Despite the young target age, the toy is packed with sophisticated tech — making use of deep learning algorithms, for example. While the company’s visual programming system, mBlock, also supports Python text coding, and allows kids to code bot movements and visual effects on the display, tapping into the 10 programmable modules on this sensor-heavy bot. Makeblock says kids can program Codey to create dot matrix animations, design games and even build AI and IoT applications, thanks to baked in support for voice, image and even face recognition… The bot has also been designed to be compatible with Lego bricks so kids can design and build physical add-ons too
Age: 6+

Product: Airblock
Price: $100
Description: Another programmable gizmo from Makeblock’s range. Airblock is a modular and programmable drone/hovercraft so this is a STEM device that can fly. Magnetic connectors are used for easy assembly of the soft foam pieces. Several different assembly configurations are possible. The companion app’s block-based coding interface is used for programming and controlling your Airblock creations
Age: 8+



Ozobot

Product: Evo
Price: $100
Description: This programmable robot has a twist as it can be controlled without a child always having to be stuck to a screen. The Evo’s sensing system can detect and respond to marks made by marker pens and stickers in the accompanying Experience Pack — so this is coding via paper plus visual cues.

There is also a digital, block-based coding interface for controlling Evo, called OzoBlockly (based on Google’s Blockly system). This has a five-level coding system to support a range of ages, from pre-readers (using just icon-based blocks), up to a ‘Master mode’ which Ozobot says includes extensive low-level control and advanced programming features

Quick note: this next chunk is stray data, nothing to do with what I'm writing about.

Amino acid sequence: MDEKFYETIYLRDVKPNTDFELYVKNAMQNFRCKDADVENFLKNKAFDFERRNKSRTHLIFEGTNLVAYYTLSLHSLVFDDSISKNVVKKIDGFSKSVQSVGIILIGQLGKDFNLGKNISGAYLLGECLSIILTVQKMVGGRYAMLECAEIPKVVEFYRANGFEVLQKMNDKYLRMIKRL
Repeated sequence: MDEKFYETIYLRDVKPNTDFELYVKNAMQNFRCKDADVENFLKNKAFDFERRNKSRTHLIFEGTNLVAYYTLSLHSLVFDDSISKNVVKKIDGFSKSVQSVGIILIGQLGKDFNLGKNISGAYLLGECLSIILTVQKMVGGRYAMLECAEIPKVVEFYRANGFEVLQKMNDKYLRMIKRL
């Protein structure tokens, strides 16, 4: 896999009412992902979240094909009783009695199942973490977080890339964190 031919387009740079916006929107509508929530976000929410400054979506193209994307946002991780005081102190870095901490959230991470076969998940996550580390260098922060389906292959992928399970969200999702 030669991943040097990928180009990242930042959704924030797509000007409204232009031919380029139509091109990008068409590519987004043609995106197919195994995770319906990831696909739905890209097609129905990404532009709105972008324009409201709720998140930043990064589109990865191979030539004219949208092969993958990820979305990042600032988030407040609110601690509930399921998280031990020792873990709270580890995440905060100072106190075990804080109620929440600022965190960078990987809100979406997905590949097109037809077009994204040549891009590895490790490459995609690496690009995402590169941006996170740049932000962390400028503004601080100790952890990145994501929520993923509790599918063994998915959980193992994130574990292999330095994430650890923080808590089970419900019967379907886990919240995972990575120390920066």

Age: 9+


Pi-top


Product: Modular Laptop
Price: $320 (with a Raspberry Pi 3 Model B+), $285 without
Description: This snazzy 14-inch modular laptop, powered by Raspberry Pi, has a special focus on teaching coding and electronics. Slide the laptop’s keyboard forward and it reveals a built in rail for hardware hacking. Guided projects designed for kids include building a music maker and a smart robot. The laptop runs pi-top’s learn-to-code oriented OS — which supports block-based coding programs like Scratch and kid-friendly wares like Minecraft Pi edition, as well as its homebrew CEEDUniverse: A Civilization style game that bakes in visual programming puzzles to teach basic coding concepts. The pi-top also comes with a full software suite of more standard computing apps (including apps from Google and Microsoft). So this is no simple toy. Not a new model for this year — but still a compelling STEM machine
Age: 8+


Robo Wunderkind


Product: Starter Kit
Price: $200